Now, please don’t think I am not a fan of Chilean wines. I sincerely am, and one of my TV segments on Daytime TV will feature Morande’s Pinot Noir as a great red for summer (or any time, honestly). I just feel it’s my duty to bound the rave reviews I, and apparently some of the other bloggers, gave to Chilean wines last night. They’re making good wines, and GREAT QPR wines. That needs to be their focus, at least for now.
What do you think about Chilean wines, and QPR wines in general? I’d love to hear!
As most of the wine loving world knows, Robert Mondavi passed away one year ago May 16th. In an effort to recognize and pay homage to this progressive and influential force in the wine world, Jeff LeFavere from goodgrape.com has chosen a topic for this month’s Wine Blogging Wednesday that invokes Mondavi’s passion for California wines. Jeff’s mission was simple, “revisit a California wine that they have enjoyed, or have a particular fond memory of, and tell a story.” Everyone that knows me knows I love to tell stories, and this topic allows me to do so. I’ll post the video wine review at the end of the post, so please take the time to read the story, and of course, view the video.
Before I get into the wine, and my story, I want to take the time to reprint some of Jeff’s original post and comment on that. I thought his post was quite well written, and captured some of my own thoughts and feelings. Jeff writes that “Mondavi was such an inspiration physically, spiritually and philosophically to so many – both in the industry and to consumers, while acting as the forefather of the modern California wine movement” and later goes on to say “Mondavi was a people person, fostering a spirit of goodwill amongst friends new and old while promoting a life well lived that included wine and food as complementary companions on the table and in life.” Quite frankly, that is what I love about wine, that it allows us to bring together friends, new and old, and enjoy time with each other, harmonizing the food and the people at once.
Robin & I creating memories in San Francisco
In March of this year, Robin and I took a long weekend and flew out to San Francisco, CA. Robin had never been to San Francisco, and since I was there for training the following week, we decided to tack on a few days and have some fun with it. Coincidentally, it was the 2009 “Wine Road Barrel Tasting” event, so we figured after a day in The Bay, we’d spend two days in Sonoma tasting wines and enjoying life. We have some friends from Twitter who live in the area, so we all planned on meeting Saturday morning for the adventure. Robin and I had a lovely romantic day in San Francisco on Friday, and Saturday morning started our wine journey.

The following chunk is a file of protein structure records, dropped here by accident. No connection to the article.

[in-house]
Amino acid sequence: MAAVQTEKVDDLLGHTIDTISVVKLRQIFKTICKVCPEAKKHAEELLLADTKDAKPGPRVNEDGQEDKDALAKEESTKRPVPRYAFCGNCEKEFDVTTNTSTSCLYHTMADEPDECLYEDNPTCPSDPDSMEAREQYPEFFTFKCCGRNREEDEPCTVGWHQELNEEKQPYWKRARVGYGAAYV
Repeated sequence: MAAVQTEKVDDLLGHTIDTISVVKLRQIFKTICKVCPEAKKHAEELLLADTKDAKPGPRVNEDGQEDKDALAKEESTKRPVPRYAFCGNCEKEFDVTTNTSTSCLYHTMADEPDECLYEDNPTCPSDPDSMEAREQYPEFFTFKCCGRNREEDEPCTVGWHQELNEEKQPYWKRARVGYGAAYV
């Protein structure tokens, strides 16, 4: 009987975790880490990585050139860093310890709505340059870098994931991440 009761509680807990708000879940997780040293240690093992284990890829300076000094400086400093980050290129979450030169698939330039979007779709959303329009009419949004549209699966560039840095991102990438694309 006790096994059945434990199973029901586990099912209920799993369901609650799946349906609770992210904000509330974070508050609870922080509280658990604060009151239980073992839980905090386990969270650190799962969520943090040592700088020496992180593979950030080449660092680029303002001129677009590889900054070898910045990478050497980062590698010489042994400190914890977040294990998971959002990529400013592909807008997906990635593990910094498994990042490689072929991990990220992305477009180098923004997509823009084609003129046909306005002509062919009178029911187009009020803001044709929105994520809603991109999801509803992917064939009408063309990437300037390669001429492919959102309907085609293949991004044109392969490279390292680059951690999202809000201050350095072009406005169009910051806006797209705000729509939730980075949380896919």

Our first stop was the meet Thea (@winebratsf on twitter) and Robbin (@robbin_g) in San Francisco. After picking them up, we drove out to Dry Creek, stopping at Truett Hurst for our first of many tastings. There we hooked up with a bevy of people including Valerie (@winedog), Shana (@Sharayray), John (@DrncPno), Amy (@WineWonkette), Patrick (@Oenophilus), as well as Jim (@sonomawineguy) and probably more I’m forgetting about! We began tasting wines that were just put into the barrels (hence, “Barrel Tasting”), as well as wines that each vineyard had already bottled as current offerings.
Click for the view from atop Michel-Schlumberge vineyard
The first day of tasting we ended up going
to 5 or more wineries including Michel-Schlumberger where we met up with MS President & General Manager Judd Wallenbrock (@Humanitas and @M_Schlumberger), where we had a lovely walk through the vineyards and some spectacular private tastings. We capped off Saturday by going to a nice wine bar and doing a Pinot Noir Twitter Taste Live event, complete with live streaming video.
Sunday brought us more wine, and more friends. We met up with Liza (@Brixchick_Liza) and continued to tour much of Healdsburg ‘s wineries, tasting rooms, and coops. Robin and I purchased a case of wine from here, and a case of wine from there, selecting what we thought were the stand outs of the visits. The day wore on, and we began to wear out. Robin and I were freezing, as a cold and rainy Sonoma Day is not the same as a hot and humid Florida Day. Just as we were about to recommend we head on back to the hotel and call it a day, Thea mentioned that we were to meet Patrick, his wife Genevieve, and their family at Chateau Felice for one last, special tasting. Patrick and Genevieve originally started Chateau Felice, and have since turned it over to their family. The couple have moved on to a new adventure, Iridesse Wines, and they’re going to do great things there.
Click for a view of Chateau Felice from Tasting Room
Driving up to Chateau Felice, on Chalk Hill Road, took about 20 minutes from our last winery. However, as soon as we approached the gates to the Chateau, we were all glad we made the trip. A beautiful gate opened up to a sprawling estate with fantastic landscaping and property. We made our way around the water to a barn, which was the tasting room. There we were able to sample some of the future offerings from the barrels, as well as some finished product.